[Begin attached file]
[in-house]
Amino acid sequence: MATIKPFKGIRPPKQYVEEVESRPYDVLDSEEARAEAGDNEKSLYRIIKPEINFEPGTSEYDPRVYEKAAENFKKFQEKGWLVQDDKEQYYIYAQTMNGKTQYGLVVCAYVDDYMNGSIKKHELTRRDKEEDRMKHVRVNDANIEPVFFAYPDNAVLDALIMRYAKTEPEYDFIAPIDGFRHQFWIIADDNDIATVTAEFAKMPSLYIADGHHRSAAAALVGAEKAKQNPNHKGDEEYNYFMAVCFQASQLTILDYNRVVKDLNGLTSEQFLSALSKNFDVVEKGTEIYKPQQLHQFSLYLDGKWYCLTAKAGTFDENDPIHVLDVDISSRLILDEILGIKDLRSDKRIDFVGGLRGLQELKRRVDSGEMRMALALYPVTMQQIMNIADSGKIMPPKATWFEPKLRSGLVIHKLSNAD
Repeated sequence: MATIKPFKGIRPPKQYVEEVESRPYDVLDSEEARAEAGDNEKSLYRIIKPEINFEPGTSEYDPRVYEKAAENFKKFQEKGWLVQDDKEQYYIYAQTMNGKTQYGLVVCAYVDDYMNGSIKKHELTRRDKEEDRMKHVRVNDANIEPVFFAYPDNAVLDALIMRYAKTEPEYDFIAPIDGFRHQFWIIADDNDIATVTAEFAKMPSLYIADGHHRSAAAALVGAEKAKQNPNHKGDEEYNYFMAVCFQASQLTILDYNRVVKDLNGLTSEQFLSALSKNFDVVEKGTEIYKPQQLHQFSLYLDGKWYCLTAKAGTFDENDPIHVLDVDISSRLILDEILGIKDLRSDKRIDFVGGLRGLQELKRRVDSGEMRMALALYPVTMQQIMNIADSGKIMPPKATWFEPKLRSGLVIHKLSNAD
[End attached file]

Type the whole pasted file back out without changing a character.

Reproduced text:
[in-house]
Amino acid sequence: MATIKPFKGIRPPKQYVEEVESRPYDVLDSEEARAEAGDNEKSLYRIIKPEINFEPGTSEYDPRVYEKAAENFKKFQEKGWLVQDDKEQYYIYAQTMNGKTQYGLVVCAYVDDYMNGSIKKHELTRRDKEEDRMKHVRVNDANIEPVFFAYPDNAVLDALIMRYAKTEPEYDFIAPIDGFRHQFWIIADDNDIATVTAEFAKMPSLYIADGHHRSAAAALVGAEKAKQNPNHKGDEEYNYFMAVCFQASQLTILDYNRVVKDLNGLTSEQFLSALSKNFDVVEKGTEIYKPQQLHQFSLYLDGKWYCLTAKAGTFDENDPIHVLDVDISSRLILDEILGIKDLRSDKRIDFVGGLRGLQELKRRVDSGEMRMALALYPVTMQQIMNIADSGKIMPPKATWFEPKLRSGLVIHKLSNAD
Repeated sequence: MATIKPFKGIRPPKQYVEEVESRPYDVLDSEEARAEAGDNEKSLYRIIKPEINFEPGTSEYDPRVYEKAAENFKKFQEKGWLVQDDKEQYYIYAQTMNGKTQYGLVVCAYVDDYMNGSIKKHELTRRDKEEDRMKHVRVNDANIEPVFFAYPDNAVLDALIMRYAKTEPEYDFIAPIDGFRHQFWIIADDNDIATVTAEFAKMPSLYIADGHHRSAAAALVGAEKAKQNPNHKGDEEYNYFMAVCFQASQLTILDYNRVVKDLNGLTSEQFLSALSKNFDVVEKGTEIYKPQQLHQFSLYLDGKWYCLTAKAGTFDENDPIHVLDVDISSRLILDEILGIKDLRSDKRIDFVGGLRGLQELKRRVDSGEMRMALALYPVTMQQIMNIADSGKIMPPKATWFEPKLRSGLVIHKLSNAD